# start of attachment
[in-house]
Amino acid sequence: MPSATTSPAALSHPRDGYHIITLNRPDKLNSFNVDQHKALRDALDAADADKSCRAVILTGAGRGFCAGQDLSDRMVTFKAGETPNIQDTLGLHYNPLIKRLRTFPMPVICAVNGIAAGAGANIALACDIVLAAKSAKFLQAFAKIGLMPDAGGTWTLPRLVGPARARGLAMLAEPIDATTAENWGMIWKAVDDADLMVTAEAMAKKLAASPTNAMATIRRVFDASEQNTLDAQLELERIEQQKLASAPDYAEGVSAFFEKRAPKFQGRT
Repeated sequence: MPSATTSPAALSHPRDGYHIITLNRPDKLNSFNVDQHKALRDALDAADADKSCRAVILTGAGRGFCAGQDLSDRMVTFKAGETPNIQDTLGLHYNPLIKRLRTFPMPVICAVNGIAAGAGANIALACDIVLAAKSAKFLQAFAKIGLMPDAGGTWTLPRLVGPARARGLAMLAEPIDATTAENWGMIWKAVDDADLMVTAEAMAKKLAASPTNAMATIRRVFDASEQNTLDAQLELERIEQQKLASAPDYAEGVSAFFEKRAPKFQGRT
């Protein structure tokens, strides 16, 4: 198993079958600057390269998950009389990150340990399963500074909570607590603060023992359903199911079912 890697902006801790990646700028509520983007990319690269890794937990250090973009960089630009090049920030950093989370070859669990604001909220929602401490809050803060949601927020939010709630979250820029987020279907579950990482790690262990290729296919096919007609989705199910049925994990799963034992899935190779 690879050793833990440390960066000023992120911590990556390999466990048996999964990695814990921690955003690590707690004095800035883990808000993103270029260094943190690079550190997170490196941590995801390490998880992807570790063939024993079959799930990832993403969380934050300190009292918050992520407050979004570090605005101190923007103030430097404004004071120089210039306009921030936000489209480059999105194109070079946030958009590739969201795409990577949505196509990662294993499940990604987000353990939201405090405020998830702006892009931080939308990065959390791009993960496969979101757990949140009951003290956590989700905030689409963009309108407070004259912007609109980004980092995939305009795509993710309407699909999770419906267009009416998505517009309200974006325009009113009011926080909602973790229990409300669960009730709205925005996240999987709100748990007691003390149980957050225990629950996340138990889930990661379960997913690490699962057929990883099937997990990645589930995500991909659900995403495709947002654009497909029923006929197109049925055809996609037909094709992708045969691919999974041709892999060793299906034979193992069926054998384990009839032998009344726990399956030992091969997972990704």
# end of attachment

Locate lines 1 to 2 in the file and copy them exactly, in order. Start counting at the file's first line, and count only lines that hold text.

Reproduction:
[in-house]
Amino acid sequence: MPSATTSPAALSHPRDGYHIITLNRPDKLNSFNVDQHKALRDALDAADADKSCRAVILTGAGRGFCAGQDLSDRMVTFKAGETPNIQDTLGLHYNPLIKRLRTFPMPVICAVNGIAAGAGANIALACDIVLAAKSAKFLQAFAKIGLMPDAGGTWTLPRLVGPARARGLAMLAEPIDATTAENWGMIWKAVDDADLMVTAEAMAKKLAASPTNAMATIRRVFDASEQNTLDAQLELERIEQQKLASAPDYAEGVSAFFEKRAPKFQGRT